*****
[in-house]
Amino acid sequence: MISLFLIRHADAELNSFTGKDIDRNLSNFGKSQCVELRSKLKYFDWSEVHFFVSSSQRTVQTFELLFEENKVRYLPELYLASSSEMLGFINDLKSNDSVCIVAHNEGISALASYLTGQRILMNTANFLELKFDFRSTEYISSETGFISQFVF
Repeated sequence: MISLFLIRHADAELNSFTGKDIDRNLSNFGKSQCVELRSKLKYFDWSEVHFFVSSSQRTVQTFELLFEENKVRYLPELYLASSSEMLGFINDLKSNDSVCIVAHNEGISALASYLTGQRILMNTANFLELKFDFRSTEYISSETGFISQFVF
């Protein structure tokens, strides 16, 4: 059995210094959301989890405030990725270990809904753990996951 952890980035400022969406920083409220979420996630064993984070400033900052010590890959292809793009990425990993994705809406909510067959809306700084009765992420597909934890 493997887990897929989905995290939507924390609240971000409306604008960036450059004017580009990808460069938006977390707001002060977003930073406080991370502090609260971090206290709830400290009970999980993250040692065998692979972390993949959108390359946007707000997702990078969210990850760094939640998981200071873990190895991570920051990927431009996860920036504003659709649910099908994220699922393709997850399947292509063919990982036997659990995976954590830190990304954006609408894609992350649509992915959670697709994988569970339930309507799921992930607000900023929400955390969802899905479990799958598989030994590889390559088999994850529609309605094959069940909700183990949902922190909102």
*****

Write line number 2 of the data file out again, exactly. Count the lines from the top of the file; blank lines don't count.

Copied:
Amino acid sequence: MISLFLIRHADAELNSFTGKDIDRNLSNFGKSQCVELRSKLKYFDWSEVHFFVSSSQRTVQTFELLFEENKVRYLPELYLASSSEMLGFINDLKSNDSVCIVAHNEGISALASYLTGQRILMNTANFLELKFDFRSTEYISSETGFISQFVF